Moolah from heaven

Finding angel investors – people willing to lend money to entrepreneurs who have few other options – is the easy part says Ashwin Joshi, director of the MBA Program at York’s Schulich School of Business, in a story in The Globe and Mail July 24. Picking the right ones to put their money into your company and then keeping them happy once they’ve invested – that’s where the challenge lies, says Joshi.

"The big thing is selecting the right angel, not just the one who is willing to give you money," he says. "And the right angel is one who will give you access not just to their money but also to the right network of contacts and to experience and expertise that’s relevant to your business."

Keeping angels happy after they’ve handed over the cash is extremely important, says Joshi. While most investor-entrepreneur relationships will quickly move past the honeymoon phase and into the real marriage – with all its ups and downs – there are certain things entrepreneurs can do to keep the love alive.

One of the most important is to set down ground rules before signing the papers. For example, both parties need to decide in advance the level of control an angel will have over the business. "Will the angel have to sign off on every growth decision, like hiring more employees, or just on major developments?" says Joshi. "These are things that need to be agreed upon in advance."

Halal flexes its marketing muscle

As Muslim immigration shot up and families moved from farms to urban centres, firms realized the word halal was a potent marketing tool, wrote the Toronto Star July 22. "All you need to say is we have ‘halal’ and the job is done," said Ashwin Joshi, director of York’s Schulich School of Business MBA Program.

Naima Alam, 18, is a second-year York student and considers herself more religious than her parents. "Word spreads quickly about new halal stuff," she said. "If I learn something is haram, I’m not getting it." If halal makeup and hygiene products were readily available, it would save her and friends from do-it-yourself halal: scrutinizing package ingredients and limiting shopping to mostly organic stores.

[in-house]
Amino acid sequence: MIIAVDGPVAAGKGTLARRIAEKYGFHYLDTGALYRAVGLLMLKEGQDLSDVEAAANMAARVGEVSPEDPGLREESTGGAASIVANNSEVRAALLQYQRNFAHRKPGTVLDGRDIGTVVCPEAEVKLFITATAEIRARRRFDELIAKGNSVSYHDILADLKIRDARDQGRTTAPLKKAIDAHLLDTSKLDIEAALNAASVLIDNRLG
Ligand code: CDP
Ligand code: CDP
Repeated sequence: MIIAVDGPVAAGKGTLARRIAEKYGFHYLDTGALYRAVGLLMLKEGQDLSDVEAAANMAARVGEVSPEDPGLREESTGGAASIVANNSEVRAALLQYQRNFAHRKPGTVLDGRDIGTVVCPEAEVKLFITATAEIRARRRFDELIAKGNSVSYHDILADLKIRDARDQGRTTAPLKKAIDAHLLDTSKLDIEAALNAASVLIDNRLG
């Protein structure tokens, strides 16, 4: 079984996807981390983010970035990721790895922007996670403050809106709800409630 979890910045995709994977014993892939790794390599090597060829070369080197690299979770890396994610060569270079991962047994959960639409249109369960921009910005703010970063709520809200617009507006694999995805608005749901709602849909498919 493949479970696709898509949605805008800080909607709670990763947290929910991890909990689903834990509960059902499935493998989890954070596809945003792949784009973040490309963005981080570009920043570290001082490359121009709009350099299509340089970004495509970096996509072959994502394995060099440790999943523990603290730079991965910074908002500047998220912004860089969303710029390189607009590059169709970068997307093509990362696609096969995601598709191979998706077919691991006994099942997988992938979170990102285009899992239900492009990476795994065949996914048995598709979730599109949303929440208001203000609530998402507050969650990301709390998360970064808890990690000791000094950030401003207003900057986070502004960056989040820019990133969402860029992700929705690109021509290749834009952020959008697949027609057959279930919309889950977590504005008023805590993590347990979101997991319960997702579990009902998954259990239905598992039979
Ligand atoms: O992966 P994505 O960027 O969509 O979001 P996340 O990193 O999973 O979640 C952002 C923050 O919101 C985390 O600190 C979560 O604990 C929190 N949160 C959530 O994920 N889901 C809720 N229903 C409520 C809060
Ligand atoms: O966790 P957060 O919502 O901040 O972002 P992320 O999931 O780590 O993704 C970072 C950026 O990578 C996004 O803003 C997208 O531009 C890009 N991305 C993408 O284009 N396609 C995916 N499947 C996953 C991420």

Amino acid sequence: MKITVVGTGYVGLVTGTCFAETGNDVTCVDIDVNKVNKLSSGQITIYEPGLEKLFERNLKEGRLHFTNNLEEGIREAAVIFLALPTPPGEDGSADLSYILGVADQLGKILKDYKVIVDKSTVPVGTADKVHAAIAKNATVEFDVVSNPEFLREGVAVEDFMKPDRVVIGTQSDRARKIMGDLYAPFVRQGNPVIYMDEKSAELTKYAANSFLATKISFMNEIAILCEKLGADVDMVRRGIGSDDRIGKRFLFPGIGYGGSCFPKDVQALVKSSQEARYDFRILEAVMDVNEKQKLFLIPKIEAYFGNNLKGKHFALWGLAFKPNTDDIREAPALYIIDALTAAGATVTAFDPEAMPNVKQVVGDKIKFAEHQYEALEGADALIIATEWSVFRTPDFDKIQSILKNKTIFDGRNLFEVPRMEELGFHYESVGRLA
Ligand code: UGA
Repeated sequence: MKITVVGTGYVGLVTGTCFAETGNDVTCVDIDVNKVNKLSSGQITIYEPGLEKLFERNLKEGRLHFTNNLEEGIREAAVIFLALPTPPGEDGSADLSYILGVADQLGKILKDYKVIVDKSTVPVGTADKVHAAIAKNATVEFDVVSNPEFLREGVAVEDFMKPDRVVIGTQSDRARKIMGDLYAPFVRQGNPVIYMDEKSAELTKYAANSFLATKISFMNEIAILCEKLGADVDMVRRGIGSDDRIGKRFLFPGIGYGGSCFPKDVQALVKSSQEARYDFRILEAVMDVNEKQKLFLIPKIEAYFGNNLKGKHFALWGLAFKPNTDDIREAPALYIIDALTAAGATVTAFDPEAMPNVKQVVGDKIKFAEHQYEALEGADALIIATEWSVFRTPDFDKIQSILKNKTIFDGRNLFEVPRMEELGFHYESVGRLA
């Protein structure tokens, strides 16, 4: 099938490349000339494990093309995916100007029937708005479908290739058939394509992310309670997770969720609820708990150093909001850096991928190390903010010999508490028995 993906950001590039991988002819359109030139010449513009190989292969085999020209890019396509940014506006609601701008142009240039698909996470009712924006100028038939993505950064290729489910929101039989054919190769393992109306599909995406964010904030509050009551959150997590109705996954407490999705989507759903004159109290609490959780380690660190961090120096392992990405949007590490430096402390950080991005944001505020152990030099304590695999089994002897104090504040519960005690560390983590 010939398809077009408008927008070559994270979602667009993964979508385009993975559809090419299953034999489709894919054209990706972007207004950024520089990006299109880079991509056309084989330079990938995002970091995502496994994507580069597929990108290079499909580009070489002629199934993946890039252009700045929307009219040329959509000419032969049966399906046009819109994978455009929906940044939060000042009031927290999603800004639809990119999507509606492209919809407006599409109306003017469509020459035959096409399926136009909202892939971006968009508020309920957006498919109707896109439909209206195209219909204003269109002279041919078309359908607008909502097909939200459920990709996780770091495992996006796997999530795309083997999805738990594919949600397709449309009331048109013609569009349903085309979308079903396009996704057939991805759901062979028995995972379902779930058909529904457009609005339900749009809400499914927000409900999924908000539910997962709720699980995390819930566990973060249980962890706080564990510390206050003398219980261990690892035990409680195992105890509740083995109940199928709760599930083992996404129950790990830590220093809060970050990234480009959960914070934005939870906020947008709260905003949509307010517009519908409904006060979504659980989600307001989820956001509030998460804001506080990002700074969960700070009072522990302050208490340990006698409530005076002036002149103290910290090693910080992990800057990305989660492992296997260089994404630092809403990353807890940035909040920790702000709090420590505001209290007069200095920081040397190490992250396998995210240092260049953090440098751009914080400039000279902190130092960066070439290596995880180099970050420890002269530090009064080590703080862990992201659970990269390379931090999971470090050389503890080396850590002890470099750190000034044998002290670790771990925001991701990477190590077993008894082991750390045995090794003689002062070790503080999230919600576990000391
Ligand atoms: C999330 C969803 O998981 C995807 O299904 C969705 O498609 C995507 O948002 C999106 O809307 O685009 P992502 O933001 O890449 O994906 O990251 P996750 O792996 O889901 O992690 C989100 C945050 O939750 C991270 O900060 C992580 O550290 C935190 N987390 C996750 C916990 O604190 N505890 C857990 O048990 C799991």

Monahan thinks new law commission will bring scrutiny to bear

The new head of the independent Law Commission of Ontario will likely address the immense cost of justice for average citizens, something the old commission was trying to do when it was abolished a decade ago, wrote the Toronto Star July 23.

"I think a commission like this can bring real scrutiny to bear," said Patrick Monahan, dean of York’s Osgoode Hall Law School. "And it’s not beholden to any one constituency, whether that be lawyers, judges or government."

Monahan, chair of the new commission’s board of governors, said governments keep killing law commissions because, "They don’t necessarily like having independent and credible voices on law reform out there in the community." He added the commission will examine the high price of lawyers and the immense complexity of the legal system to determine how best to improve access.

Attorney General Michael Bryant revived the commission in November as the Law Commission of Ontario, a joint effort of the government, Osgoode Hall Law School and York University, the Law Foundation of Ontario, the Law Society of Upper Canada, Ontario’s other law schools, and the legal community.

Young elite tennis players showed ‘surprising’ spinal damage

Intensive training by young tennis players during the growth spurt years is linked to injury and musculoskeletal problems because tennis requires a lot more repetitive and rapid rotation and stretching of the lower spine than other sports, reported CBC News Online July 23 in a story about a study by British researchers.

Some young Canadian players will spend upwards of 20 to 25 hours a week on the tennis court, Michael Mitchell, head coach of the varsity tennis teams at York and a former Canadian men’s over-35 doubles champion, told the CBC. "The challenge with the juniors is that they’ll train during the week, and then over the course of the weekend, they’ll go out and play these competitive weekend tournaments, and then basically turn around and do the exact same cycle again the next week," Mitchell said.

"And a lot of the times, they don’t allow enough of a recovery period after a serious weekend of playing." In such cases, athletes need to be selective in their training and in choosing tournaments over the following week to prevent injuries from persisting over time, he added.

Trouble is, said Mitchell, tennis is no longer a seasonal sport in Canada and qualifying for major events has become more arduous. Junior Canadian tennis players often compete through the winter months to qualify for winter nationals, followed by spring tournaments and summer nationals. It’s also difficult to take a weekend off when there are so many tournaments and requirements to qualify for provincial and national events, said Mitchell, who reported seeing some children who have played 33 tournaments in a single year, on top of all their training. "That is just way too much tennis," said Mitchell.

On air

  • Hernan Humana, lecturer in York’s School of Kinesiology & Health Science, Faculty of Health, discussed the success of the FIFA U-20 World Cup in Toronto on CBC Radio’s “Metro Morning” July 23.
  • Monica Belcourt, professor of human resources management in York’s Atkinson School of Administrative Studies, spoke about an e-mail blunder by a provincial government employee, on CBC Radio’s “Here and Now” and other CBC programs in Vancouver and Quebec on July 23.